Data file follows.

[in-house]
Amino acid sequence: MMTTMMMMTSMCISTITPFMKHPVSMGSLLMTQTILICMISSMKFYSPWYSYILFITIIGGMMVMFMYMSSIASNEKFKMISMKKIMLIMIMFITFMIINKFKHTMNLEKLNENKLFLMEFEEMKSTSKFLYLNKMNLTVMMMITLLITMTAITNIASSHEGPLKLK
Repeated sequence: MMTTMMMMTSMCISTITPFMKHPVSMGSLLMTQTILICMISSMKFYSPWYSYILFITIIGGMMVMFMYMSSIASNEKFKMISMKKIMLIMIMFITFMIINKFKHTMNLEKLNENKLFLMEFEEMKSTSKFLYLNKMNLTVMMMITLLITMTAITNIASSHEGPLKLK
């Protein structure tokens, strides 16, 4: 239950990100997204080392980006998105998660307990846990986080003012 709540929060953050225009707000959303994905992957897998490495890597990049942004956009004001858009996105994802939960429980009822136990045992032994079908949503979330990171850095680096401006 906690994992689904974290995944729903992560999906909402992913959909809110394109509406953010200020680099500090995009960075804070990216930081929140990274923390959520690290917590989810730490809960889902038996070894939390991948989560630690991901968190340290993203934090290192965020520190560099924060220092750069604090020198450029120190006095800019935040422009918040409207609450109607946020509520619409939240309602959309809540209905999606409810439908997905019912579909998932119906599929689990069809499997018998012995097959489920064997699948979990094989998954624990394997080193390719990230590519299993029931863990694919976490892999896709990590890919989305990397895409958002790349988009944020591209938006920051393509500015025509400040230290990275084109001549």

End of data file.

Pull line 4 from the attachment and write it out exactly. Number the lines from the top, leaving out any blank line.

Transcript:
């Protein structure tokens, strides 16, 4: 239950990100997204080392980006998105998660307990846990986080003012 709540929060953050225009707000959303994905992957897998490495890597990049942004956009004001858009996105994802939960429980009822136990045992032994079908949503979330990171850095680096401006 906690994992689904974290995944729903992560999906909402992913959909809110394109509406953010200020680099500090995009960075804070990216930081929140990274923390959520690290917590989810730490809960889902038996070894939390991948989560630690991901968190340290993203934090290192965020520190560099924060220092750069604090020198450029120190006095800019935040422009918040409207609450109607946020509520619409939240309602959309809540209905999606409810439908997905019912579909998932119906599929689990069809499997018998012995097959489920064997699948979990094989998954624990394997080193390719990230590519299993029931863990694919976490892999896709990590890919989305990397895409958002790349988009944020591209938006920051393509500015025509400040230290990275084109001549």